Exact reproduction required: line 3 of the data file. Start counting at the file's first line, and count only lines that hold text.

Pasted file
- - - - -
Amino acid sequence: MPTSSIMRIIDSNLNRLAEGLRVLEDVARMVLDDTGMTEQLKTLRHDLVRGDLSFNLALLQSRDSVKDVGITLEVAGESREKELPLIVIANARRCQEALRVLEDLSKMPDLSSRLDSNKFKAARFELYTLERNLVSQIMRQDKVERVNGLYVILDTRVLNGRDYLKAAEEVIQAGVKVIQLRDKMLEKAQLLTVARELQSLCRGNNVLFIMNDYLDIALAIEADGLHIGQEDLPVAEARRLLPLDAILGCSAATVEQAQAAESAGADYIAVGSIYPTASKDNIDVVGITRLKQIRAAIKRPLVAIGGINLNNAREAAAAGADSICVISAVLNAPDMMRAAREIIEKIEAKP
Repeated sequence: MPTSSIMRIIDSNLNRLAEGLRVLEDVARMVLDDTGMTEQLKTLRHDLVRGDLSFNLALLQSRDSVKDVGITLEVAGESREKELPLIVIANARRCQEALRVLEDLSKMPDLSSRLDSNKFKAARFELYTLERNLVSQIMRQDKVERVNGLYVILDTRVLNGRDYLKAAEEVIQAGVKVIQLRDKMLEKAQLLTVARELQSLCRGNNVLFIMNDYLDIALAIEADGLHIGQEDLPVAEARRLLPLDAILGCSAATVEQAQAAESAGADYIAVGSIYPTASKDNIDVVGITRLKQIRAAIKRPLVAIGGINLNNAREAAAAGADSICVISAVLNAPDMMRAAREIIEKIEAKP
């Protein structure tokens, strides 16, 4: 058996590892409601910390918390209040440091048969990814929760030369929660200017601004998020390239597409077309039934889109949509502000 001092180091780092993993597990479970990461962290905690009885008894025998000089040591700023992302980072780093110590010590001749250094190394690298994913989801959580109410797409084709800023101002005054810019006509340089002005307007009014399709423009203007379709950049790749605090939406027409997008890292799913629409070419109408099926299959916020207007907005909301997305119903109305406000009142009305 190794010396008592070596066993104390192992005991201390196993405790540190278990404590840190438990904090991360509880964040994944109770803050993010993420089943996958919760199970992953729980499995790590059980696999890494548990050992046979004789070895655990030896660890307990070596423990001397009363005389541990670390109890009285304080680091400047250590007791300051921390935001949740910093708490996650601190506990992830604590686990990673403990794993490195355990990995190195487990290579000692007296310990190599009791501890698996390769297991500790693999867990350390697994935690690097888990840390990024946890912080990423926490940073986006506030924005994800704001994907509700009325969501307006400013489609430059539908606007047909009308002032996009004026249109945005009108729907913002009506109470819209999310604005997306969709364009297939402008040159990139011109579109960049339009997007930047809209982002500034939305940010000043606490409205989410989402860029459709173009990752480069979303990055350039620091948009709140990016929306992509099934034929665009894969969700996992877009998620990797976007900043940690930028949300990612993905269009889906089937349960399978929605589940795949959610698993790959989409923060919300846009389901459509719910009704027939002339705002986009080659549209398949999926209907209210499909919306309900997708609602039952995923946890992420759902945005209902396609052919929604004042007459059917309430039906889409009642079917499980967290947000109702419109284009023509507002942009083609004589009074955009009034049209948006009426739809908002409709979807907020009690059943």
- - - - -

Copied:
């Protein structure tokens, strides 16, 4: 058996590892409601910390918390209040440091048969990814929760030369929660200017601004998020390239597409077309039934889109949509502000 001092180091780092993993597990479970990461962290905690009885008894025998000089040591700023992302980072780093110590010590001749250094190394690298994913989801959580109410797409084709800023101002005054810019006509340089002005307007009014399709423009203007379709950049790749605090939406027409997008890292799913629409070419109408099926299959916020207007907005909301997305119903109305406000009142009305 190794010396008592070596066993104390192992005991201390196993405790540190278990404590840190438990904090991360509880964040994944109770803050993010993420089943996958919760199970992953729980499995790590059980696999890494548990050992046979004789070895655990030896660890307990070596423990001397009363005389541990670390109890009285304080680091400047250590007791300051921390935001949740910093708490996650601190506990992830604590686990990673403990794993490195355990990995190195487990290579000692007296310990190599009791501890698996390769297991500790693999867990350390697994935690690097888990840390990024946890912080990423926490940073986006506030924005994800704001994907509700009325969501307006400013489609430059539908606007047909009308002032996009004026249109945005009108729907913002009506109470819209999310604005997306969709364009297939402008040159990139011109579109960049339009997007930047809209982002500034939305940010000043606490409205989410989402860029459709173009990752480069979303990055350039620091948009709140990016929306992509099934034929665009894969969700996992877009998620990797976007900043940690930028949300990612993905269009889906089937349960399978929605589940795949959610698993790959989409923060919300846009389901459509719910009704027939002339705002986009080659549209398949999926209907209210499909919306309900997708609602039952995923946890992420759902945005209902396609052919929604004042007459059917309430039906889409009642079917499980967290947000109702419109284009023509507002942009083609004589009074955009009034049209948006009426739809908002409709979807907020009690059943």